Carmakers say they are on top of these issues. General Motors has tested the Volt's battery in cold conditions and says it includes a margin of reserve power for such weather. Indeed, the Volt comes equipped with a backup internal combustion engine, so you need never fear, as long as the tank is full of premium gas (the only kind a Volt can use). Of course, burning gas rather defeats the "green" purpose of the $41,000 (before federal tax rebate) four-seat car. But at least you won't die of exposure on the road.
As for the Leaf, which touts a 100-mile range under optimum conditions (i.e., mild weather and no big hills like the ones I had to negotiate on 16th Street), Nissan is designing a "cold weather package" of options. But neither the cost nor the availability date has been announced.
Now, if the cars were cheaper than gas-powered cars of equal performance, these cold-weather risks might be acceptable. But electrics are substantially more expensive than cars of greater capability - and will be for years to come. Frankly, I don't know why anyone would consider buying one - especially if he or she lives north of the Mason-Dixon Line.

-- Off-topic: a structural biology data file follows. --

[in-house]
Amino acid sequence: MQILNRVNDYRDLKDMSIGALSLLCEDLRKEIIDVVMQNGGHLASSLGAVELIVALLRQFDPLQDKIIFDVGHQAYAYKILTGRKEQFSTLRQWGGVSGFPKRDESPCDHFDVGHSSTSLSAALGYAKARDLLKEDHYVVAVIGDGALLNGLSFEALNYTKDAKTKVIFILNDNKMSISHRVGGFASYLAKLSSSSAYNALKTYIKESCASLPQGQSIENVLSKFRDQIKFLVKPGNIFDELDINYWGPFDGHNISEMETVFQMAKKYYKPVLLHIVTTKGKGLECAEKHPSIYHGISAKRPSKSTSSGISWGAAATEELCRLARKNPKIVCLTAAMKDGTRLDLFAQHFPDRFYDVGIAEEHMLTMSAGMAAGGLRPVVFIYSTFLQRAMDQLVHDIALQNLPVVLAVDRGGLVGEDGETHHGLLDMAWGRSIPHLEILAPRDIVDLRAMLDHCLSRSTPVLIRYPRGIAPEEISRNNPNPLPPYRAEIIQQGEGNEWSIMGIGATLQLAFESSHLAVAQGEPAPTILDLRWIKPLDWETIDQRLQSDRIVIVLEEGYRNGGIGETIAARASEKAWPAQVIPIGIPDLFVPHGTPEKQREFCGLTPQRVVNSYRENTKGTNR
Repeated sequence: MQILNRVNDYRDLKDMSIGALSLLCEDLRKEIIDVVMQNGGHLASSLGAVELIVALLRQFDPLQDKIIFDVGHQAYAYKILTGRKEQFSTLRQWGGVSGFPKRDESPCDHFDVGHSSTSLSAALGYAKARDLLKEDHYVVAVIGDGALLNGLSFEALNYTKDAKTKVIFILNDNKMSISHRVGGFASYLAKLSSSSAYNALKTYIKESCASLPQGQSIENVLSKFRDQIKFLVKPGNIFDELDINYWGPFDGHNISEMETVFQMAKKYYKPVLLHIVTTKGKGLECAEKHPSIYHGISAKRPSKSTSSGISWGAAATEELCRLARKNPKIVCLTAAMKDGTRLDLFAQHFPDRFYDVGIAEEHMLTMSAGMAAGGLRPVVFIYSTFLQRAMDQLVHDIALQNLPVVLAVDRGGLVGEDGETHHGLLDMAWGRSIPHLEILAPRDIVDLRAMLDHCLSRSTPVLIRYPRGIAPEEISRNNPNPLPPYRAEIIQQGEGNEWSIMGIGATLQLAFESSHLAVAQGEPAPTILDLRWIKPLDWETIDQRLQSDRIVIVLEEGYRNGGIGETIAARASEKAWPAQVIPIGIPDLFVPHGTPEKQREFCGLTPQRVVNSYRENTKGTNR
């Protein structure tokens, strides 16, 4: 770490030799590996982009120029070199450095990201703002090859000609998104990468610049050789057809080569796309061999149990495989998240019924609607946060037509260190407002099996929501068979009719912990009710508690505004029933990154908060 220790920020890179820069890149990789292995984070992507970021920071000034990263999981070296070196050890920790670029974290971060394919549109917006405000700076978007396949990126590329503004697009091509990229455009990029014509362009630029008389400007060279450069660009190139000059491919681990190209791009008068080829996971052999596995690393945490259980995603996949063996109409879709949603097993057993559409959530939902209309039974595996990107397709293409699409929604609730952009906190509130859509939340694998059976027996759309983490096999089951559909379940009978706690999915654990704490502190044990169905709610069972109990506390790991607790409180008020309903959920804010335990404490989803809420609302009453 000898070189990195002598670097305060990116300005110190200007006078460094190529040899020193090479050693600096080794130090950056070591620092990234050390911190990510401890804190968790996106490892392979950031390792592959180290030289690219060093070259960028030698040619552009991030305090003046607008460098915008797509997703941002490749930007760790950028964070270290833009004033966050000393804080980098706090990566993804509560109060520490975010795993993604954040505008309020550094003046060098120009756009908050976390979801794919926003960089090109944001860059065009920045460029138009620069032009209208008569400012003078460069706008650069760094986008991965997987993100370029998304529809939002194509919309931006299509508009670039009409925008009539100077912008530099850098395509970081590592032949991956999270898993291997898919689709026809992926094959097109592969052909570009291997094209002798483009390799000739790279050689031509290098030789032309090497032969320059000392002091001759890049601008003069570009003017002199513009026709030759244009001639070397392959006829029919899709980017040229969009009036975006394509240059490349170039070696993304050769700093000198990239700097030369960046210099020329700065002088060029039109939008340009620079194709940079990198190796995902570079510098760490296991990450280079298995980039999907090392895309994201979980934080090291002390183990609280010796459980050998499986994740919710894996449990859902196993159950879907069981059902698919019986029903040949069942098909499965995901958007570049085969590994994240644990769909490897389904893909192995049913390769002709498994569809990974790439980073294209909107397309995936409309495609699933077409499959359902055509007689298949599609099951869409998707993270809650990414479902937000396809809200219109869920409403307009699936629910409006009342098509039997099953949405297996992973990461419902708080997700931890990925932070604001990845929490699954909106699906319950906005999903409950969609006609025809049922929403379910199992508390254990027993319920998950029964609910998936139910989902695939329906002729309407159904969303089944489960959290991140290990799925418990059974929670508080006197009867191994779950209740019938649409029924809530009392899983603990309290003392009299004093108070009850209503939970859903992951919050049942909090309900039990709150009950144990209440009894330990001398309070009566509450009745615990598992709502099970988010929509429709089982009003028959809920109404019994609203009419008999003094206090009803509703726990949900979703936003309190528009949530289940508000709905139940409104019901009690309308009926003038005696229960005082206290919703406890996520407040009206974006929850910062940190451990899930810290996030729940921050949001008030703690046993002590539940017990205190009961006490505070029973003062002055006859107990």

In his address Tuesday, the president reiterated his goal of putting 1 million plug-in hybrids and all-electrics on the road by 2015 and insisted that Congress spend hundreds of millions of additional dollars to achieve it. At present, fewer than 5,000 electrics are out there, so auto companies would have to make and sell about a quarter of a million vehicles annually between now and 2015 to meet his target.
Even with substantial government subsidies, I doubt the president will get there. Michael Omotoso of J.D. Power and Associates - a consulting firm that, unlike the Obama Energy Department, has spent a lot of time asking consumers what they actually want - told me the number could reach 750,000 by 2015, and 1.1 million by 2020 if all goes well.
But the million-car goal is meaningless: It would represent 0.4 percent of the U.S. automotive fleet, yielding no substantial reduction in carbon emissions or U.S. dependence on foreign oil for the government's multibillion-dollar investment. Alternative policies, such as a modest increase in the gas tax or support for more efficient internal combustion engines, would do more to accomplish the administration's legitimate goals faster and at lower cost.
Call me a curmudgeon, but I think J.D. Power is optimistic. This subsidized market niche is just one well-publicized malfunction away from disaster. Perhaps a Volt battery will overheat and burst into flames, as some computer batteries have been known to do. Or maybe a Leaf driver will suffer frostbite while stuck in the next blizzard. Let's just hope one of his neighbors pulls over to help him out.
The writer is a member of the editorial page staff. His e-mail address is email@example.com.